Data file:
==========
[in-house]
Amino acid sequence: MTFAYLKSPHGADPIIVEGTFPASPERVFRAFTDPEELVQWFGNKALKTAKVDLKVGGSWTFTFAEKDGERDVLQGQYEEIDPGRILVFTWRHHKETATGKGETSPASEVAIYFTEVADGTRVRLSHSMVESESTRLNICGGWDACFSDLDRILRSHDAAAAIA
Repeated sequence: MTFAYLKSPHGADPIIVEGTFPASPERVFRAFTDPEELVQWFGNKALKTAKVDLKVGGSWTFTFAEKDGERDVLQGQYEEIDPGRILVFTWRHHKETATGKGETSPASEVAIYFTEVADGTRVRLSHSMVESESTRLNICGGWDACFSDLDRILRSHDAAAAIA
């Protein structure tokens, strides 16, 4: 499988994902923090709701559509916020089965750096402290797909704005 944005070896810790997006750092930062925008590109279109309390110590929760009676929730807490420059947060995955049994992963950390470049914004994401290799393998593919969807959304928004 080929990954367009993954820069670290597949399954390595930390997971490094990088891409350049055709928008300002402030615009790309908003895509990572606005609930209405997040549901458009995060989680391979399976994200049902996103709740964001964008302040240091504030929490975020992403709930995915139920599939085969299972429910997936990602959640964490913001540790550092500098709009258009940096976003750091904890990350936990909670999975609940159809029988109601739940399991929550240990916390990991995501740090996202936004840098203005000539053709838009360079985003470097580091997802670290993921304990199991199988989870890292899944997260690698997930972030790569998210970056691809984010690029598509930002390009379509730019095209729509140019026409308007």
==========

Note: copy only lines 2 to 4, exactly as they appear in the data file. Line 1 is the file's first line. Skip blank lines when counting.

Amino acid sequence: MTFAYLKSPHGADPIIVEGTFPASPERVFRAFTDPEELVQWFGNKALKTAKVDLKVGGSWTFTFAEKDGERDVLQGQYEEIDPGRILVFTWRHHKETATGKGETSPASEVAIYFTEVADGTRVRLSHSMVESESTRLNICGGWDACFSDLDRILRSHDAAAAIA
Repeated sequence: MTFAYLKSPHGADPIIVEGTFPASPERVFRAFTDPEELVQWFGNKALKTAKVDLKVGGSWTFTFAEKDGERDVLQGQYEEIDPGRILVFTWRHHKETATGKGETSPASEVAIYFTEVADGTRVRLSHSMVESESTRLNICGGWDACFSDLDRILRSHDAAAAIA
């Protein structure tokens, strides 16, 4: 499988994902923090709701559509916020089965750096402290797909704005 944005070896810790997006750092930062925008590109279109309390110590929760009676929730807490420059947060995955049994992963950390470049914004994401290799393998593919969807959304928004 080929990954367009993954820069670290597949399954390595930390997971490094990088891409350049055709928008300002402030615009790309908003895509990572606005609930209405997040549901458009995060989680391979399976994200049902996103709740964001964008302040240091504030929490975020992403709930995915139920599939085969299972429910997936990602959640964490913001540790550092500098709009258009940096976003750091904890990350936990909670999975609940159809029988109601739940399991929550240990916390990991995501740090996202936004840098203005000539053709838009360079985003470097580091997802670290993921304990199991199988989870890292899944997260690698997930972030790569998210970056691809984010690029598509930002390009379509730019095209729509140019026409308007």